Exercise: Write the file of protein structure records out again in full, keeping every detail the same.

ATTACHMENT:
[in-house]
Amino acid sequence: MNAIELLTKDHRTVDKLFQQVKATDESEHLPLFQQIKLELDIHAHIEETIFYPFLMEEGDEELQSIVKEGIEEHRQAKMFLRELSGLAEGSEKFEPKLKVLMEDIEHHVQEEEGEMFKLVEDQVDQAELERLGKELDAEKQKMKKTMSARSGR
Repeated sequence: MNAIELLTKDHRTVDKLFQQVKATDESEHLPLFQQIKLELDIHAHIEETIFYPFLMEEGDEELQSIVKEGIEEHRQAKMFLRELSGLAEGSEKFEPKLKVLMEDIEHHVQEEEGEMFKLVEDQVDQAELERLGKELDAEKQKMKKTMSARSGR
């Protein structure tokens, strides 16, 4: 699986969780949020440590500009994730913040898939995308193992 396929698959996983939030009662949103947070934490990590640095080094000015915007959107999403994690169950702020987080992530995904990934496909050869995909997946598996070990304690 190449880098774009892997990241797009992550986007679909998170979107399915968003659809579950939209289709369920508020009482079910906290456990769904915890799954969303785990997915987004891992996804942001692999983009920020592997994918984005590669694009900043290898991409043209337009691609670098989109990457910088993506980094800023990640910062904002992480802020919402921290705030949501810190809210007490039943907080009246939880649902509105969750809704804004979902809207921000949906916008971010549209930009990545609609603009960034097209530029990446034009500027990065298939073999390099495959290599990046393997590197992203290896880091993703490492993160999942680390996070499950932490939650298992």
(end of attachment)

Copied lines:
[in-house]
Amino acid sequence: MNAIELLTKDHRTVDKLFQQVKATDESEHLPLFQQIKLELDIHAHIEETIFYPFLMEEGDEELQSIVKEGIEEHRQAKMFLRELSGLAEGSEKFEPKLKVLMEDIEHHVQEEEGEMFKLVEDQVDQAELERLGKELDAEKQKMKKTMSARSGR
Repeated sequence: MNAIELLTKDHRTVDKLFQQVKATDESEHLPLFQQIKLELDIHAHIEETIFYPFLMEEGDEELQSIVKEGIEEHRQAKMFLRELSGLAEGSEKFEPKLKVLMEDIEHHVQEEEGEMFKLVEDQVDQAELERLGKELDAEKQKMKKTMSARSGR
């Protein structure tokens, strides 16, 4: 699986969780949020440590500009994730913040898939995308193992 396929698959996983939030009662949103947070934490990590640095080094000015915007959107999403994690169950702020987080992530995904990934496909050869995909997946598996070990304690 190449880098774009892997990241797009992550986007679909998170979107399915968003659809579950939209289709369920508020009482079910906290456990769904915890799954969303785990997915987004891992996804942001692999983009920020592997994918984005590669694009900043290898991409043209337009691609670098989109990457910088993506980094800023990640910062904002992480802020919402921290705030949501810190809210007490039943907080009246939880649902509105969750809704804004979902809207921000949906916008971010549209930009990545609609603009960034097209530029990446034009500027990065298939073999390099495959290599990046393997590197992203290896880091993703490492993160999942680390996070499950932490939650298992």